Physics

The Physics Philes, lesson 114: We Got da Beats

Remember last week we learned all about wave interference. As I mentioned at the end of that post, we stuck to waves that have the same frequency. But that’s not always how things work out in the real world. Something slightly different happens when we have two waves overlap that have slightly different frequencies, and all we have to do is apply some concepts we already know and love.

Let’s think for a moment about these two waves, specifically a point at which those two waves overlap. We can use the principle of superposition – basically just adding the waves together – to find the displacement at a particular time. When we do this to two waves with slightly different frequencies, we find that at certain times the waves are in phase, and certain times the waves are out of phase. When the waves are in phase, their amplitudes add up. When they are out of phase, they cancel each other out.

The resulting wave looks like a sinusoidal wave with varying amplitude. The amplitude is at its maximum when the two waves are in phase and the amplitude is zero when the waves are out of phase. If we’re talking about sound waves, we can hear these differences. The amplitude variations cause the loudness to vary. These variations are called beats. The loudness will also vary with frequency, and we call that frequency the beat frequency.

We can determine the beat frequency from just the frequencies of the original two waves. Let’s say that we have two waves of slightly different frequencies, fa and fb. The frequency fa is larger than fb. The period of fa is Ta, the period of fb is Tb, and Ta is smaller than Tb. These two waves start out in phase and are in phase again when fa has gone through one more cycle than fb and the time at which this happens we will call the period of the beat. Let the letter n represent the number of cycles fa has gone through in the time that corresponds to the period of the beat. In that case, the number of cycles fb will have gone through in the same time is n-1. That means that the period of the beat is equal to the number of cycles multiplied by the frequency’s period:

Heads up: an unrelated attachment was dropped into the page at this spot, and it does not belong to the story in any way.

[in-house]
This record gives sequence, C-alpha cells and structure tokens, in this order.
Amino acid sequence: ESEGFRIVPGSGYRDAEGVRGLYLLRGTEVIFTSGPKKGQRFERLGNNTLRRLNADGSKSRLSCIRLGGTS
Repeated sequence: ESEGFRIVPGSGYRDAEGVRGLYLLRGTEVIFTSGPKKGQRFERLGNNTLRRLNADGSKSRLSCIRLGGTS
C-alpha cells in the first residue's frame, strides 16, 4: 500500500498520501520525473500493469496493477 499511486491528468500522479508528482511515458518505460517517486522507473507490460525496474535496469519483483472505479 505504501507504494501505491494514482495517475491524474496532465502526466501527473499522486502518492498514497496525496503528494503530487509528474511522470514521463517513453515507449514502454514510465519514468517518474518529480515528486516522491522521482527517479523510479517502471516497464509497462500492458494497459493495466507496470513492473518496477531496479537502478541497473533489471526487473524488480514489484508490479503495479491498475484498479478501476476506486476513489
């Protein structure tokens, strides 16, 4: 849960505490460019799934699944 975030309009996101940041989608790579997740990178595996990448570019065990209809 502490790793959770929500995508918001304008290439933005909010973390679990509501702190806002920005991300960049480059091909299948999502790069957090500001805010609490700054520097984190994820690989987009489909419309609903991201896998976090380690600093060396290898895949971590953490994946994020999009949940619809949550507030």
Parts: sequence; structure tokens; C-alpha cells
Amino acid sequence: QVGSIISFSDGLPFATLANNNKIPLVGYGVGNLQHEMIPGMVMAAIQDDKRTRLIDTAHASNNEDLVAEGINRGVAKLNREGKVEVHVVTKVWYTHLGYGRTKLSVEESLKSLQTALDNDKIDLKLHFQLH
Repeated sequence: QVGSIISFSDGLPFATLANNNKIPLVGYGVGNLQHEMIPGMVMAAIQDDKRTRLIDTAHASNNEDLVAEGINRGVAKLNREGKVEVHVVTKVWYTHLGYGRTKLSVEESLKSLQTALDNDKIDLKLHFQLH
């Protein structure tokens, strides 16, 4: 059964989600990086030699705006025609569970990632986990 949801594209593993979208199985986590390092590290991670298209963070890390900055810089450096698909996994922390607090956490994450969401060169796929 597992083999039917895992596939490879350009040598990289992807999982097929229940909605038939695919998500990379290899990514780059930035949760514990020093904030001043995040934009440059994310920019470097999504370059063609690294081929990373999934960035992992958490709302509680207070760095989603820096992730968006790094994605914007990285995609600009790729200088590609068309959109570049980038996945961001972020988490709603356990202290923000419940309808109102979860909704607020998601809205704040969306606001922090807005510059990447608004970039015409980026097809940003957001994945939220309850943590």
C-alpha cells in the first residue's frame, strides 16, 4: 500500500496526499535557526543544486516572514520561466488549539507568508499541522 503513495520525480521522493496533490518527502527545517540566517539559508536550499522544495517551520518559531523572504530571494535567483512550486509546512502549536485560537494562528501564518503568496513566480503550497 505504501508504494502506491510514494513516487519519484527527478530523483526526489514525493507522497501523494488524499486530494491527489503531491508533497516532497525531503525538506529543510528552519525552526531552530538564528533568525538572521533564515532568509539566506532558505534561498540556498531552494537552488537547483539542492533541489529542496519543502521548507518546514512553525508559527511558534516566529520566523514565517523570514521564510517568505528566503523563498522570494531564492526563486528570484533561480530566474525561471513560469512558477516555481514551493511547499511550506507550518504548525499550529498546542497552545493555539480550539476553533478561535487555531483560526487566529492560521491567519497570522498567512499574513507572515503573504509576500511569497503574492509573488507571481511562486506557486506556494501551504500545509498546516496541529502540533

Screen shot 2014-09-07 at 10.53.16 AM

Doing a little algebra and eliminating the n, we get:

Screen shot 2014-09-07 at 10.55.13 AM

We know from previous lessons that the period is the reciprocal of the frequency. That means that the period of the beat must be the reciprocal of the beat frequency:

Screen shot 2014-09-07 at 10.59.26 AM

That means that:

Screen shot 2014-09-07 at 11.01.07 AM

Oh cool! The beat frequency is just the difference between the frequency of the two original waves.

We can hear the beats if the beat frequency is less than 6 or 7 Hz. For example, if an instrument had that kind of beat frequency we would hear it as out of tune. However, once we start getting above 7 Hz, we can’t distinguish individual beats anymore. Instead we hear it as consonance and dissonance, depending on the ratio of the two tones we start out with. Sometimes, we can hear something called the difference tone which has a pitch equal to the beat frequency. You could hear this in addition to the two original tones.

So that’s pretty neat, right? It’s cool that we know how things we can’t see interact with each other in ways we can measure. Next week we’ll shift gears a little as we start a discussion on the Doppler effect.

Featured image credit: Alice Henneman via Flickr

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Mindy

Mindy

Mindy is an attorney and Managing Editor of Teen Skepchick. She hates the law and loves stars. You can follow her on Twitter and on Google+.

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